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Flashcards in Myofascial II Deck (17):
1

What is the principle behind the still technique? What type of technique is it?

Go indirect first, then directly--it is an articulatory technique

2

Is Still technique active or passive?

Passive

3

How do you monitor the "vector force" with still technique?

Apply a listening hand

4

What is the "operating hand" in still's technique?

Introduces the "vector force"

5

What are the two types of "vector forces" used in still's technique?

Compression or traction

6

What is characteristic of all "vector forces" used in still's technique?

always run through dysfunctional tissue

7

Which comes first in Still technique: direct or indirect?

Indirect first, then direct

8

What is the max force used in Still technique?

5 pounds

9

What are the steps of still technique?

Bring into indirect position (where it likes to go), exaggerate, then apply a force through the affected tissue and carry it through the barrier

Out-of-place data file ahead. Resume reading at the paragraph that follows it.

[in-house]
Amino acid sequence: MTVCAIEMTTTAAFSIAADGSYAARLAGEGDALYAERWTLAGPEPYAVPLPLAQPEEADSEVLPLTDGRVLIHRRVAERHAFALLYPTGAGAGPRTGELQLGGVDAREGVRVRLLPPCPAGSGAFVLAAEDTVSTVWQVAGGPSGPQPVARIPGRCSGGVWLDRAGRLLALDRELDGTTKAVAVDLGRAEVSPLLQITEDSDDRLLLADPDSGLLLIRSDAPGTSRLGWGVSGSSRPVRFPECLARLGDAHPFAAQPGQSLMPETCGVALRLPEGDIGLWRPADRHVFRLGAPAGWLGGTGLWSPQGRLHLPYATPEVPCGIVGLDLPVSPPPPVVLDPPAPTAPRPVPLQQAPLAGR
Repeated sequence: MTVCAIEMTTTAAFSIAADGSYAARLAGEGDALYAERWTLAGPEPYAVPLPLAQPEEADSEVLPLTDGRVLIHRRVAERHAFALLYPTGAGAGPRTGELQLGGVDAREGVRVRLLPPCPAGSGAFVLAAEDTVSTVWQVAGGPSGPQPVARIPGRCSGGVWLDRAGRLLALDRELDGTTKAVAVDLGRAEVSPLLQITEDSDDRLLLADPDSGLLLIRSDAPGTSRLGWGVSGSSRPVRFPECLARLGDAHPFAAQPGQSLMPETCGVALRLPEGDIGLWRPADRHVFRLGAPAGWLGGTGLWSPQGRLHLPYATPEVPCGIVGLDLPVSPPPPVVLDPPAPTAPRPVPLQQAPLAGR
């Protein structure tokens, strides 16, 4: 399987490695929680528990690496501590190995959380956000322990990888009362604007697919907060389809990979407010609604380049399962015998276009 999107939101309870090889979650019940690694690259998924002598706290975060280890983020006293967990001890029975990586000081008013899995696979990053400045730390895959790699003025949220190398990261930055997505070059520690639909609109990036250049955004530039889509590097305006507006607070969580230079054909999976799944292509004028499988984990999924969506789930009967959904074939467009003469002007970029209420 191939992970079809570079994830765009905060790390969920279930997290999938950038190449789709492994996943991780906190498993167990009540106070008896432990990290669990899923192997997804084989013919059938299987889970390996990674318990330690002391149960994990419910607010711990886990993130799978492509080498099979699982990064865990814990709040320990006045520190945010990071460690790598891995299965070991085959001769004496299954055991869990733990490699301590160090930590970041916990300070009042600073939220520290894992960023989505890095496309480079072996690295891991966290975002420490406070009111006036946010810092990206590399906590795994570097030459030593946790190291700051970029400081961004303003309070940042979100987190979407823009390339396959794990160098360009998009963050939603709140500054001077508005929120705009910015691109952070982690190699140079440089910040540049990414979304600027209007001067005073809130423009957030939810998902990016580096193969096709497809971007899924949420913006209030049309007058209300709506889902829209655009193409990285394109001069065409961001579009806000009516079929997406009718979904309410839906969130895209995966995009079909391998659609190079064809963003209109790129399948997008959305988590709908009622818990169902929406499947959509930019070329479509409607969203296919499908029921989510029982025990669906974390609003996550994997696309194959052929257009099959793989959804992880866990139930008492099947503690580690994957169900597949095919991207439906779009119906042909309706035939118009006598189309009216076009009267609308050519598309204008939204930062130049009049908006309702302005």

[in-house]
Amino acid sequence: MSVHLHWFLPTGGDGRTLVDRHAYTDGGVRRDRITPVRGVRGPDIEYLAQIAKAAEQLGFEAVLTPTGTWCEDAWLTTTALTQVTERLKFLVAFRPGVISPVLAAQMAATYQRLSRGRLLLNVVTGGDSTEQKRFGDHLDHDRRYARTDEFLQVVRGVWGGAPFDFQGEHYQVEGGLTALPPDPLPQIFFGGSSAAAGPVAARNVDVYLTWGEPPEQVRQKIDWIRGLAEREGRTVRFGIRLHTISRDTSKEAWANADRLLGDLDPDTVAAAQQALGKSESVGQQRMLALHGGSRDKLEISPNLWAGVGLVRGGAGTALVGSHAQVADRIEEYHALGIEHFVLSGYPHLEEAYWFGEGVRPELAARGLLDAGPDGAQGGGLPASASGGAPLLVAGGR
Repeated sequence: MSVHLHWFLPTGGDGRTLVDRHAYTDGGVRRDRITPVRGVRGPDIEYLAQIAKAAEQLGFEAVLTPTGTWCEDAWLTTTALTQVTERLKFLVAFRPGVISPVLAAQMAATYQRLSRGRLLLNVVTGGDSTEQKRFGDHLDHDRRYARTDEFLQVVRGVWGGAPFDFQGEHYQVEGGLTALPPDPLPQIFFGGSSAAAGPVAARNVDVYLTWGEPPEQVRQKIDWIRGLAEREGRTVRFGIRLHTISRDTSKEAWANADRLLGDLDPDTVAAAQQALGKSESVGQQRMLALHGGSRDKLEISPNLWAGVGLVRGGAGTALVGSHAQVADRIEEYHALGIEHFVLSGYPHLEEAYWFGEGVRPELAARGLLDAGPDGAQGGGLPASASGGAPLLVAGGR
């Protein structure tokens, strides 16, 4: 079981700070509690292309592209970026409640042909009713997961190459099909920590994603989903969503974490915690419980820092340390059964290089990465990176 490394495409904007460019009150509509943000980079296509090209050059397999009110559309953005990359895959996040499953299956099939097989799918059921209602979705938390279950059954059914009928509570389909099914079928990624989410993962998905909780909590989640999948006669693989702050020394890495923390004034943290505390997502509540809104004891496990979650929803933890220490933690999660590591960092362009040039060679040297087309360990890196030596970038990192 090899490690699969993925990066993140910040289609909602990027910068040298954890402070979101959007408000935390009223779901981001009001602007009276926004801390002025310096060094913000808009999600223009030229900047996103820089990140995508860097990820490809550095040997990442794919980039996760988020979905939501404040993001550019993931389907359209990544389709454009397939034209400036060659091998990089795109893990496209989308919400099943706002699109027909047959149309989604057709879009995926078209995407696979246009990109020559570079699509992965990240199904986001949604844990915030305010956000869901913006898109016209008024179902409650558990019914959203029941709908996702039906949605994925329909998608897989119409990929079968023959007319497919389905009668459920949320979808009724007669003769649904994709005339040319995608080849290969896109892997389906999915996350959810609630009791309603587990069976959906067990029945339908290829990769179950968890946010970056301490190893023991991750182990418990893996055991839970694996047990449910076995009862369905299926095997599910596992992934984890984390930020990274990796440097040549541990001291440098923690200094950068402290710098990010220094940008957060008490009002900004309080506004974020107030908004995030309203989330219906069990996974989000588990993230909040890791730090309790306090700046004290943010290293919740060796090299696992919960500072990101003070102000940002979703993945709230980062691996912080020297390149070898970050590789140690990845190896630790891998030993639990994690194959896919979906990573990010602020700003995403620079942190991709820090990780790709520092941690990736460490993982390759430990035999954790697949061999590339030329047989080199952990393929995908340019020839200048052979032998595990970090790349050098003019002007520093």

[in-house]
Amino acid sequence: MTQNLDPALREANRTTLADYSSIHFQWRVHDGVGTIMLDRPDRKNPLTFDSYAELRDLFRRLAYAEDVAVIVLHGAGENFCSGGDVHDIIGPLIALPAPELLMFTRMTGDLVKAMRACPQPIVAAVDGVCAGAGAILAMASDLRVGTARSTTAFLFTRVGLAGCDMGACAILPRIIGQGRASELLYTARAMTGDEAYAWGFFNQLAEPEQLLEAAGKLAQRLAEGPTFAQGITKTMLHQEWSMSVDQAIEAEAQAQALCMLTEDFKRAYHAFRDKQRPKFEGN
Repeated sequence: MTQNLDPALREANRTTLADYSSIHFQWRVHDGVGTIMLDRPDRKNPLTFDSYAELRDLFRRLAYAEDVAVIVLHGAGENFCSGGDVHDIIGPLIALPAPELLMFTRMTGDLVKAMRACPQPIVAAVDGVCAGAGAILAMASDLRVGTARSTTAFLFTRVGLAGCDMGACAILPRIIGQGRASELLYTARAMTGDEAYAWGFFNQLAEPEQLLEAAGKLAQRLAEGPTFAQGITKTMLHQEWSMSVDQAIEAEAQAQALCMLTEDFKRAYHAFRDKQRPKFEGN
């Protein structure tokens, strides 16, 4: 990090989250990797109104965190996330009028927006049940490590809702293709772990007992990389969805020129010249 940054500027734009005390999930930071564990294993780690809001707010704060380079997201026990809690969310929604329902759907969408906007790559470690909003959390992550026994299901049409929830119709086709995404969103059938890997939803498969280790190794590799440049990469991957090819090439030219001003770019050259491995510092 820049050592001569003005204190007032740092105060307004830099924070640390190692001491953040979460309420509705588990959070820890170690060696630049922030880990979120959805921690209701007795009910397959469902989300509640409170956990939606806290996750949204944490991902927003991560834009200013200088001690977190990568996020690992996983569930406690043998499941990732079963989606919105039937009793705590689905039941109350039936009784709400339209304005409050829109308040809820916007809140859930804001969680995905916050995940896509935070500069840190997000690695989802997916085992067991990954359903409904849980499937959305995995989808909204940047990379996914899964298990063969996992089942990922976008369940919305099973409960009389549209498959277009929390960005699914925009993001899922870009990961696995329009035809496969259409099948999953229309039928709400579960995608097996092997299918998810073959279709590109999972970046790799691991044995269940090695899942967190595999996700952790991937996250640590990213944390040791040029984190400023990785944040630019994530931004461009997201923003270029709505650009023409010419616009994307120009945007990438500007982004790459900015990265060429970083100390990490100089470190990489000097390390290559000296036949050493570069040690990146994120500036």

10

True or false: Still technique is usually applied several times

True

11

By take the tissues indirectly and applying a "vector force", how are the tissues affected?

The tissues become "unloaded"

12

What is the MOA of still technique?

Restoration of more normal afferent signals to the CNS returns the neural traffic at the spinal cord to more normal levels

13

When is Still technique particularly useful?

Joint restrictions being held by fascial strains

14

What are the three contraindications to Still technique?

-Possible fracture
-Position reproduces symptoms
-Position causes other symptoms

15

Which type of vertebral dysfunction can be treated with Still technique?

Both type I and II ("it's good for everything")

16

When is Still technique particularly effective?

Treating injuries that occurred years ago

17

What are the six steps of Still technique?

1. Assess motion
2. Place tissues in indirect position
3. Exaggerate position until tissues relax
4. Introduce force
5. Carry tissues through restriction
6. Reassess